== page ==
The Potty Gang: The Second Week

While writing a daily update would be ideal, as you can imagine, life was full even before the Potty Gang entered the picture.

Let Sleeping Dogs Lie

They settle in for the night a few hours before we do. It takes us by surprise sometimes. Surely, we think, they are going to want to go out one more time to do their business. But we let sleeping dogs lie.


Early Mornings

In the morning, they let us know that they need to go out by whining at the crate door. If one of us was up before them, I’m sure we could get them out before the whining begins but for us that is usually an alarm clock. 😉

If the person who opens the crate heads directly for the back door and heads outside, the puppies will all follow. However, if there is any hesitation, one or more of them will scatter in our living room in search of a place to go. So, while these little guys are well on their way to being house-trained, due to human error, accidents still happen.

As I wrote in an earlier post, this experience is our first experience house-training. So, it is a learning experience for us as well. Routine is everything but that is a lesson that we have learned in child rearing, too.

Alone Time

One of the most difficult things for a dog is to be left alone. Many people have dogs with anxiety issues. They get anxious when their family (their pack) leaves them and they remain anxious the whole time they are gone. This separation anxiety can result in destructive behaviour or excessive barking or crying. When we left Toffee alone shortly after adopting her, she ate most of our shoes. We worked with her and gave her alternative chew toys when we were gone. Part of her desire to chew was that she was still in the puppy phase when we first got her.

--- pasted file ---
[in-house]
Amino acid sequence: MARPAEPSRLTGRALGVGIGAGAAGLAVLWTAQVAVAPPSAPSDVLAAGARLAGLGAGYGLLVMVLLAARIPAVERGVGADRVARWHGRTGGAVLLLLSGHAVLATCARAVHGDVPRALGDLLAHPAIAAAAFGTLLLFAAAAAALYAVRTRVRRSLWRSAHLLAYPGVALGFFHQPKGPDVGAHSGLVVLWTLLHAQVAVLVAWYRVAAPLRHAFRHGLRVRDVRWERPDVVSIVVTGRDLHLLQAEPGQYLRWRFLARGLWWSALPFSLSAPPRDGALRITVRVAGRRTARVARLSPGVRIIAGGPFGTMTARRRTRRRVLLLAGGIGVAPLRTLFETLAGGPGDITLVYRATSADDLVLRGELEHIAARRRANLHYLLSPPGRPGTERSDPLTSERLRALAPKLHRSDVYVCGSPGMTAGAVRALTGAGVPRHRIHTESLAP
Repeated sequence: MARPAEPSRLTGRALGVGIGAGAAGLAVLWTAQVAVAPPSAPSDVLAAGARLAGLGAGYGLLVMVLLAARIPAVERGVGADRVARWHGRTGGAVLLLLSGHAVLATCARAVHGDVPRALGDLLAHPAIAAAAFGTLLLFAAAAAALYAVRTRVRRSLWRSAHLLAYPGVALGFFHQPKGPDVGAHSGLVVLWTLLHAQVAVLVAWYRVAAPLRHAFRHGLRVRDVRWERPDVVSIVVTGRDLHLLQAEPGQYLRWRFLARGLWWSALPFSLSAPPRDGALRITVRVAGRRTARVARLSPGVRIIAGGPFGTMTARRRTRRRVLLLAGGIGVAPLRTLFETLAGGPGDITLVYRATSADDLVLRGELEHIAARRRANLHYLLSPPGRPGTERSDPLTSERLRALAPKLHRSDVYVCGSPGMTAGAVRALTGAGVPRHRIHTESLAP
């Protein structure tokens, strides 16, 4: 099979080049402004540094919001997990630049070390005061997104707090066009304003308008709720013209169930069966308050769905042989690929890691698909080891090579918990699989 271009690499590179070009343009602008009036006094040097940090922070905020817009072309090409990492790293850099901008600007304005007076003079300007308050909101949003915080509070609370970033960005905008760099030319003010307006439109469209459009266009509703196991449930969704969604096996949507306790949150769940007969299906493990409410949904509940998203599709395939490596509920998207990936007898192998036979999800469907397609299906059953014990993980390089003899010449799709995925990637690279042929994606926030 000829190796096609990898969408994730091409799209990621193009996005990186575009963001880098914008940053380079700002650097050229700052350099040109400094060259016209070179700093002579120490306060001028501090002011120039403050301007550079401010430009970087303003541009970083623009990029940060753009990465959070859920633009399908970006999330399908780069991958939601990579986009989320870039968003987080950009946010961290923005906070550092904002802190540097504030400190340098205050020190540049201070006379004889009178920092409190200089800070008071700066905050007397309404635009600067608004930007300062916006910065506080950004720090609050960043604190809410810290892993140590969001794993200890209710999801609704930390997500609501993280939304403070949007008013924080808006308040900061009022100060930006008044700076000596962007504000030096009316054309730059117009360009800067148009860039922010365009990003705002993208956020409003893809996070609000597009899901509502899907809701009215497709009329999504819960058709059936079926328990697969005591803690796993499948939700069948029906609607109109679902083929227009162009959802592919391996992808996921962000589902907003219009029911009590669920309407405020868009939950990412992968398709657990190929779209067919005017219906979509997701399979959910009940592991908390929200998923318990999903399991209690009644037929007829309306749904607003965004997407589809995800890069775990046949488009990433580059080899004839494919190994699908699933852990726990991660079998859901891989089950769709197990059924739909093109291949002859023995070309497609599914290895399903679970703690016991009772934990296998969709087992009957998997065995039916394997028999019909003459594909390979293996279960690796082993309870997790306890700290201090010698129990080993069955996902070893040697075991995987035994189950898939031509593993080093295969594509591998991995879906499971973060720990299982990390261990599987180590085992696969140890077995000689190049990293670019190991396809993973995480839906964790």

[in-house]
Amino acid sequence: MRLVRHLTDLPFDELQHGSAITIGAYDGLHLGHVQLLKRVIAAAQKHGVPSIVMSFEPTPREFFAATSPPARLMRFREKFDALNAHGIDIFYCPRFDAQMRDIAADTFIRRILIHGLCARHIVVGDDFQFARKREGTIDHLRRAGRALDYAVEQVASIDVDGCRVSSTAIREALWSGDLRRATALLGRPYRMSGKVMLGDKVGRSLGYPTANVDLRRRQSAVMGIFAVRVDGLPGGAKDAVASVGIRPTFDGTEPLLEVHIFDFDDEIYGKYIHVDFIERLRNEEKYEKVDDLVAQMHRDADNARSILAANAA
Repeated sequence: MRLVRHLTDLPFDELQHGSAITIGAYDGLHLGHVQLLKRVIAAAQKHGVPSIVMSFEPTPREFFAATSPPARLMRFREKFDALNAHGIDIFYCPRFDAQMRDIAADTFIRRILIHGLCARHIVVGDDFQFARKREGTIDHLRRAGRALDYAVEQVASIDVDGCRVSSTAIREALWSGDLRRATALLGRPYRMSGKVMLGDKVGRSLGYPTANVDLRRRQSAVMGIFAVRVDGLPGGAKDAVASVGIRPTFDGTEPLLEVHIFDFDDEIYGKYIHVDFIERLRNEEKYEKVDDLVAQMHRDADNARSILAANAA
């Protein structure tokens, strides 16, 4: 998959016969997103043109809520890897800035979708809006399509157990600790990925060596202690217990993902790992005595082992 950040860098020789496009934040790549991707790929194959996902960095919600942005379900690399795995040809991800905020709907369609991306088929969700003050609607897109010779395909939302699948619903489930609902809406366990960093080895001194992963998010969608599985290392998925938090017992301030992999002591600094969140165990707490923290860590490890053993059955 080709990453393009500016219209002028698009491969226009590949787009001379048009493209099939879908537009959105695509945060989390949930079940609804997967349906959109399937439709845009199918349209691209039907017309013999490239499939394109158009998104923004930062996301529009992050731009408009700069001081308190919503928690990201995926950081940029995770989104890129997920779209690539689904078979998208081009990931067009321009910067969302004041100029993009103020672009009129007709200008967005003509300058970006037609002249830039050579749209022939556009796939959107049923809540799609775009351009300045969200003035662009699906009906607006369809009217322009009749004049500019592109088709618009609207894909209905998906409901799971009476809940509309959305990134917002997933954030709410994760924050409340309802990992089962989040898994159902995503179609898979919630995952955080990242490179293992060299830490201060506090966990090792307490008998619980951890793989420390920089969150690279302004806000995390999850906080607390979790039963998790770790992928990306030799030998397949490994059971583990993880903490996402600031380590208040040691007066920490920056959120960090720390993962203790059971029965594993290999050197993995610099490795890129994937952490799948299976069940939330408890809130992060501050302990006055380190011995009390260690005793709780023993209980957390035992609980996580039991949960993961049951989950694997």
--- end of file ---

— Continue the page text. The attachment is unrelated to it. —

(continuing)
We are doing our best to prepare the Potty Gang for their new families and the likelihood that these brothers will be separated. So, starting on day seven, during one of the nap times we are separating one of the puppies from his brothers and putting him alone in the small carrying crate.

As I have said before about crating, the crate should be a place of comfort and relaxation, a safe place like a den. So, crate time is associated with treats and relaxation. We try not to close the puppy in the crate until the dog is as Cesar Millan describes in a “calm submissive” state. Nevertheless, when the puppy realizes he is alone and unable to get back to his brothers or to one of us “hairless dogs”, then the whining starts. Of course, like allowing a baby to fall asleep on his or her own, it is difficult not to go and comfort the dog. However, we all managed to ignore the whining which in Powder’s case lasted about 15 minutes the first time. Roscoe settled and went to sleep within five minutes. I can’t recall how long Chewie took but they all successfully managed to self-comfort and settle off to sleep.

If they did not actually nap but were calm, then we would have allowed them to return to the pack after half an hour. End the exercise with success and calm, if possible. However, they did sleep and were reunited when all of them woke up and went out to the backyard to do their business.

How Not to Raise Marley

To make sure that we are doing the best for these dogs and their future families, we are reading Cesar Milan’s book on how to raise puppies. (Click the image to link to Amazon.)
As much as the Dog Whisperer enjoyed the book and movie Marley and Me, one of the themes of this book is how not to raise a Marley.


March 3, 2016


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